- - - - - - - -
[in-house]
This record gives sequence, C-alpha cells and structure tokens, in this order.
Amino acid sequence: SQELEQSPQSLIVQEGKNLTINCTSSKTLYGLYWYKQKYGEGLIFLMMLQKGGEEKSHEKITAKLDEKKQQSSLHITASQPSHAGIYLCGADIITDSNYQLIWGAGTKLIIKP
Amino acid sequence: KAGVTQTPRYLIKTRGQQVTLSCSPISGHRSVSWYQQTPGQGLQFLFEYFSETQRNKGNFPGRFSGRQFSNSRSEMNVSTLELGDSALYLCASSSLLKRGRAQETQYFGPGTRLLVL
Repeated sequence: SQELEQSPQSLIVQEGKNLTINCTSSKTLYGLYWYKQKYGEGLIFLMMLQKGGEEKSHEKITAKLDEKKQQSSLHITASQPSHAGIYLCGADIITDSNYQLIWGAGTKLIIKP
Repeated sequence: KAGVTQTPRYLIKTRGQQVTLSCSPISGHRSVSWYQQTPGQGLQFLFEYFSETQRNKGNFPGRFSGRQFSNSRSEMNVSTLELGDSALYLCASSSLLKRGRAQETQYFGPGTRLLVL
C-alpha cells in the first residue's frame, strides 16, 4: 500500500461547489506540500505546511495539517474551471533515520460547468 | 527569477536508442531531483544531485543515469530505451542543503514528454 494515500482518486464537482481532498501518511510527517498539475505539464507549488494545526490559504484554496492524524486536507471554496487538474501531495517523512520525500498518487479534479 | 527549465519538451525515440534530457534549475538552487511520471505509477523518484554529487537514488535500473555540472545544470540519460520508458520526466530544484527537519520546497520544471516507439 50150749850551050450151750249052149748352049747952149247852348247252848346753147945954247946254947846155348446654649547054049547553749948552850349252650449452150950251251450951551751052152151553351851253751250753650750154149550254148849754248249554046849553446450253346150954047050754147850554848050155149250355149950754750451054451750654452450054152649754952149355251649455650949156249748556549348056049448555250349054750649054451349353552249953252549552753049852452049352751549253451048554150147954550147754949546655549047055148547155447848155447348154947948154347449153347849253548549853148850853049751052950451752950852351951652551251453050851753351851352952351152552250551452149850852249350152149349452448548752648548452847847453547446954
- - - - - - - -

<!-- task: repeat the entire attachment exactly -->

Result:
[in-house]
This record gives sequence, C-alpha cells and structure tokens, in this order.
Amino acid sequence: SQELEQSPQSLIVQEGKNLTINCTSSKTLYGLYWYKQKYGEGLIFLMMLQKGGEEKSHEKITAKLDEKKQQSSLHITASQPSHAGIYLCGADIITDSNYQLIWGAGTKLIIKP
Amino acid sequence: KAGVTQTPRYLIKTRGQQVTLSCSPISGHRSVSWYQQTPGQGLQFLFEYFSETQRNKGNFPGRFSGRQFSNSRSEMNVSTLELGDSALYLCASSSLLKRGRAQETQYFGPGTRLLVL
Repeated sequence: SQELEQSPQSLIVQEGKNLTINCTSSKTLYGLYWYKQKYGEGLIFLMMLQKGGEEKSHEKITAKLDEKKQQSSLHITASQPSHAGIYLCGADIITDSNYQLIWGAGTKLIIKP
Repeated sequence: KAGVTQTPRYLIKTRGQQVTLSCSPISGHRSVSWYQQTPGQGLQFLFEYFSETQRNKGNFPGRFSGRQFSNSRSEMNVSTLELGDSALYLCASSSLLKRGRAQETQYFGPGTRLLVL
C-alpha cells in the first residue's frame, strides 16, 4: 500500500461547489506540500505546511495539517474551471533515520460547468 | 527569477536508442531531483544531485543515469530505451542543503514528454 494515500482518486464537482481532498501518511510527517498539475505539464507549488494545526490559504484554496492524524486536507471554496487538474501531495517523512520525500498518487479534479 | 527549465519538451525515440534530457534549475538552487511520471505509477523518484554529487537514488535500473555540472545544470540519460520508458520526466530544484527537519520546497520544471516507439 50150749850551050450151750249052149748352049747952149247852348247252848346753147945954247946254947846155348446654649547054049547553749948552850349252650449452150950251251450951551751052152151553351851253751250753650750154149550254148849754248249554046849553446450253346150954047050754147850554848050155149250355149950754750451054451750654452450054152649754952149355251649455650949156249748556549348056049448555250349054750649054451349353552249953252549552753049852452049352751549253451048554150147954550147754949546655549047055148547155447848155447348154947948154347449153347849253548549853148850853049751052950451752950852351951652551251453050851753351851352952351152552250551452149850852249350152149349452448548752648548452847847453547446954